Day 13: Friday, 2 August, 2019
Mateo Encarnacion, United States
Dazing off, tired and confused as usual, I get trapped swimming in my thoughts, questioning whether or not my lessons really did anything for the children. Not going to lie, my lessons are very much flawed: sometimes my meek attitude lacks the authority needed to control, sometimes the language barrier prevents me from steering it in the right direction, sometimes the class just isn’t interested in what I am saying, and sometimes I simply just don’t know what’s going on…
After lunch, I normally have peace-building activities with the kids; I’m not completely sure what that entails, as for me it’s a messy cluster of crafts, games, and discussions. However today’s third period was different. The class out of my hands, the kids were lined up to go outside for a special tree planting activity (which they thoroughly enjoyed). I don’t want to come off as lazy, or indifferent, but honestly, I was content with this – I had one less lesson to plan, worry about, and incessantly question its meaningfulness for the kids. Yet, elbows on the desk, eyes glued downwards to the floor, I still felt strangely subdued. I didn’t even notice my behavior until Mahmood, an eleven year old boy, came up to me and asked, “Are you sad?”
I’m not sure if sad is the right word, but I do often question if my efforts as a volunteer are enough, or even worthwhile. One thing I praise Jusoor for is their awareness of what makes a good volunteer, and not. During our orientation program, we spent a great amount of time discussing many of the negative consequences volunteers can have on people they are trying to help, albeit even for a short time.
Yes, sometimes I wish that some of my lessons could have been better organized and managed, but I forget that there are many things out of my control, and that grasping for control is maybe not always the best option. Many of the best lessons that we’ve had together are because of where the kids take it using their imagination, not me. The kids in the class have an unbounded imagination that continues to light up different parts of this world that I fail to see.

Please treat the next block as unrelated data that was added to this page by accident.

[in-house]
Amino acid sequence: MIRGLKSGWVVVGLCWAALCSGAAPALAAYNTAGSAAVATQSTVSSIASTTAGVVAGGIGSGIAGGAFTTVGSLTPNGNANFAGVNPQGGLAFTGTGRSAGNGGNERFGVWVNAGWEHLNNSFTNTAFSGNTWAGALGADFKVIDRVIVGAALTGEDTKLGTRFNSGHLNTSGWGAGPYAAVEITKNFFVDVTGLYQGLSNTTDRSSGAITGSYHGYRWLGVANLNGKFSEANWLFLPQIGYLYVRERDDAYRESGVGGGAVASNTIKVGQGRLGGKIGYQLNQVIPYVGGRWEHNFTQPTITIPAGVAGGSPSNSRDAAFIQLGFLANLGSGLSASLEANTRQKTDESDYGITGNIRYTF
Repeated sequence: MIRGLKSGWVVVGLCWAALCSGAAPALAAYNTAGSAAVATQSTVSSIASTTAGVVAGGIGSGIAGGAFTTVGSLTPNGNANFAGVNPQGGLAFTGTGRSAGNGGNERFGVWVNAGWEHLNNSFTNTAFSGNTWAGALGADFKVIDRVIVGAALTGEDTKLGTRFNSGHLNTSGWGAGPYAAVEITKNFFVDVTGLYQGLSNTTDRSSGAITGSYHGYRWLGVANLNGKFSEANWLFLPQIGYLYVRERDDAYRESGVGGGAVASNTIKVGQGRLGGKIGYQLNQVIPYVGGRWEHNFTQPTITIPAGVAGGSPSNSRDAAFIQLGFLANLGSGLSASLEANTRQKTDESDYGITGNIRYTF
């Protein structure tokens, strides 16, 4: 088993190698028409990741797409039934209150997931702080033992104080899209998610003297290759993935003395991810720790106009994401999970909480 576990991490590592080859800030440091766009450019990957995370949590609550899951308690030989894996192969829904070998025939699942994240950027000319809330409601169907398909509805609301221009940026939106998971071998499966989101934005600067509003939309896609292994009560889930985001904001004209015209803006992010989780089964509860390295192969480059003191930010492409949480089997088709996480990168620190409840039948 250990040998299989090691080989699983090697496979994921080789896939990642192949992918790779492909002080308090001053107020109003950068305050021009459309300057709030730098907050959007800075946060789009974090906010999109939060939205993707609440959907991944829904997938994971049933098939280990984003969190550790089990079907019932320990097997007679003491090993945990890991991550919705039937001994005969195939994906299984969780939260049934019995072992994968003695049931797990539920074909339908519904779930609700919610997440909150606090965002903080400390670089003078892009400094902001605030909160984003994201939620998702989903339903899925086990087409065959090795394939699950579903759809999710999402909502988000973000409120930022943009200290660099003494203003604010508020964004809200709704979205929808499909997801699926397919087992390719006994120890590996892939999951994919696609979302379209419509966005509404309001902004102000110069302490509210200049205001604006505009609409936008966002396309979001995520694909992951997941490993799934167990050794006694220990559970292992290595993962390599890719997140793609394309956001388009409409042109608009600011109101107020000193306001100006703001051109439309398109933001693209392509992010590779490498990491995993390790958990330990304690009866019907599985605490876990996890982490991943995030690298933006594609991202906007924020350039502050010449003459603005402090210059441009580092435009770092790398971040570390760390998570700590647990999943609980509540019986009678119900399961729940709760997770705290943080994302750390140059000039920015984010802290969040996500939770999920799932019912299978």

That specific day, I had a lesson planned on space for the kids: we were to make a scale model of the planets, by cutting out their shapes and hanging them on a long barbecue skewer. Unsurprisingly, with some kids ignoring the proportions I tried to get them to measure, it didn’t fully go as planned. At first I thought that this might be another disaster. However, on second thought, I realized that maybe it was a bit selfish of me to think like that, as the kids took the activity into their own imaginations in a way that was meaningful to them. Loayi really enjoyed coloring the different circles, regardless if they matched the actual colors of the planets; Hasan used his model of his two planets as a car, pretending to drive as he steered the skewer and stomped on the planets for the gas and break; and Safa completed the activity alongside others to perfection. I think sometimes as an older kid, I forget the power of imagination and its ability to adapt an idea in a way that is creative and fun to you.
For sure, having a plan that works out and a sense of direction is always comforting to have, and maybe always better. Yet, I also have learned to appreciate times like these (and hopefully I think the kids too), when certainty is not as important as where they take it themselves, leading it into directions that remain personal and relevant to their word. I try to incorporate lessons from what I know and what I think would be useful for the children, but it’s really them who take it further, with more color and meaning than I could ever imagine.